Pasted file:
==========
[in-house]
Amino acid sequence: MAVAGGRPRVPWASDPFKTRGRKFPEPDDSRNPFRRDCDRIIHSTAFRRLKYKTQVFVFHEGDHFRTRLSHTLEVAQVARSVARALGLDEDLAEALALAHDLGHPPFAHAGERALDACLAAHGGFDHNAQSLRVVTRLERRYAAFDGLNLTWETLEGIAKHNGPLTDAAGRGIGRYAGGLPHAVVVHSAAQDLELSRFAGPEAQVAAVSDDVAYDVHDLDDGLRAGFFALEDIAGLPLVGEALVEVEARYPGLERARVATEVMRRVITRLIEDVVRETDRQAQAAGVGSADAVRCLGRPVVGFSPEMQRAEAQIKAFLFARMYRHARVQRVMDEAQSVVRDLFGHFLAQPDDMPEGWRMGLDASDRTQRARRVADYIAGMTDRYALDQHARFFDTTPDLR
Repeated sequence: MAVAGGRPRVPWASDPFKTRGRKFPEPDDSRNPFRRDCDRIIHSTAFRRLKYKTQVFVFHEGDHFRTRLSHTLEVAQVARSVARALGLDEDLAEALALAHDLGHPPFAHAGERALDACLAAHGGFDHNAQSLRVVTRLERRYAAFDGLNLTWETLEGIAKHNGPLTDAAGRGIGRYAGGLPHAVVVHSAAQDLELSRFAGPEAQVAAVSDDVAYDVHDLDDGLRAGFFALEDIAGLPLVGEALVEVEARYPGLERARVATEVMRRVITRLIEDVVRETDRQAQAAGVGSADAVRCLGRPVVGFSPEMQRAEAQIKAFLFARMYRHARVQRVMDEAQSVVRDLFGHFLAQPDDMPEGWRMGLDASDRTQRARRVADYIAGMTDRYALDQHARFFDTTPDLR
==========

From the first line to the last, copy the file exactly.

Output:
[in-house]
Amino acid sequence: MAVAGGRPRVPWASDPFKTRGRKFPEPDDSRNPFRRDCDRIIHSTAFRRLKYKTQVFVFHEGDHFRTRLSHTLEVAQVARSVARALGLDEDLAEALALAHDLGHPPFAHAGERALDACLAAHGGFDHNAQSLRVVTRLERRYAAFDGLNLTWETLEGIAKHNGPLTDAAGRGIGRYAGGLPHAVVVHSAAQDLELSRFAGPEAQVAAVSDDVAYDVHDLDDGLRAGFFALEDIAGLPLVGEALVEVEARYPGLERARVATEVMRRVITRLIEDVVRETDRQAQAAGVGSADAVRCLGRPVVGFSPEMQRAEAQIKAFLFARMYRHARVQRVMDEAQSVVRDLFGHFLAQPDDMPEGWRMGLDASDRTQRARRVADYIAGMTDRYALDQHARFFDTTPDLR
Repeated sequence: MAVAGGRPRVPWASDPFKTRGRKFPEPDDSRNPFRRDCDRIIHSTAFRRLKYKTQVFVFHEGDHFRTRLSHTLEVAQVARSVARALGLDEDLAEALALAHDLGHPPFAHAGERALDACLAAHGGFDHNAQSLRVVTRLERRYAAFDGLNLTWETLEGIAKHNGPLTDAAGRGIGRYAGGLPHAVVVHSAAQDLELSRFAGPEAQVAAVSDDVAYDVHDLDDGLRAGFFALEDIAGLPLVGEALVEVEARYPGLERARVATEVMRRVITRLIEDVVRETDRQAQAAGVGSADAVRCLGRPVVGFSPEMQRAEAQIKAFLFARMYRHARVQRVMDEAQSVVRDLFGHFLAQPDDMPEGWRMGLDASDRTQRARRVADYIAGMTDRYALDQHARFFDTTPDLR